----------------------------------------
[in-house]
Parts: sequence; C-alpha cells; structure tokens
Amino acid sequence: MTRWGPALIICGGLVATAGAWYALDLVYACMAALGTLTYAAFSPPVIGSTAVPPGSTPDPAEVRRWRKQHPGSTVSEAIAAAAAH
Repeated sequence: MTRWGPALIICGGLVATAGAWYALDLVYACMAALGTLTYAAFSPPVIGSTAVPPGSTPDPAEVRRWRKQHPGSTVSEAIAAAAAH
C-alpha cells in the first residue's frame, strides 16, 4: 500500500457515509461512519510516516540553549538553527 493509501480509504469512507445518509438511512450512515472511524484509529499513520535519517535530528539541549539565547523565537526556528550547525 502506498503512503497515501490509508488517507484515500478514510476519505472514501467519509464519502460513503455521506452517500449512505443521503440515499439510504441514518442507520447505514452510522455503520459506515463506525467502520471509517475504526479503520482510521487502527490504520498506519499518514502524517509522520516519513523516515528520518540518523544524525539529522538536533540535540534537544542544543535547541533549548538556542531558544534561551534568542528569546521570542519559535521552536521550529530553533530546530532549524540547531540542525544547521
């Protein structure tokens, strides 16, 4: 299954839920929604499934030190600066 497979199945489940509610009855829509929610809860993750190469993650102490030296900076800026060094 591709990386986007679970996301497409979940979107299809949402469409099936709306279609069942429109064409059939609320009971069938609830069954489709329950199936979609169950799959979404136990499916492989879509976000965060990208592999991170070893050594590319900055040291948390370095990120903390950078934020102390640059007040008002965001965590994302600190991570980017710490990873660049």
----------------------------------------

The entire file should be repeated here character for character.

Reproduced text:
[in-house]
Parts: sequence; C-alpha cells; structure tokens
Amino acid sequence: MTRWGPALIICGGLVATAGAWYALDLVYACMAALGTLTYAAFSPPVIGSTAVPPGSTPDPAEVRRWRKQHPGSTVSEAIAAAAAH
Repeated sequence: MTRWGPALIICGGLVATAGAWYALDLVYACMAALGTLTYAAFSPPVIGSTAVPPGSTPDPAEVRRWRKQHPGSTVSEAIAAAAAH
C-alpha cells in the first residue's frame, strides 16, 4: 500500500457515509461512519510516516540553549538553527 493509501480509504469512507445518509438511512450512515472511524484509529499513520535519517535530528539541549539565547523565537526556528550547525 502506498503512503497515501490509508488517507484515500478514510476519505472514501467519509464519502460513503455521506452517500449512505443521503440515499439510504441514518442507520447505514452510522455503520459506515463506525467502520471509517475504526479503520482510521487502527490504520498506519499518514502524517509522520516519513523516515528520518540518523544524525539529522538536533540535540534537544542544543535547541533549548538556542531558544534561551534568542528569546521570542519559535521552536521550529530553533530546530532549524540547531540542525544547521
């Protein structure tokens, strides 16, 4: 299954839920929604499934030190600066 497979199945489940509610009855829509929610809860993750190469993650102490030296900076800026060094 591709990386986007679970996301497409979940979107299809949402469409099936709306279609069942429109064409059939609320009971069938609830069954489709329950199936979609169950799959979404136990499916492989879509976000965060990208592999991170070893050594590319900055040291948390370095990120903390950078934020102390640059007040008002965001965590994302600190991570980017710490990873660049």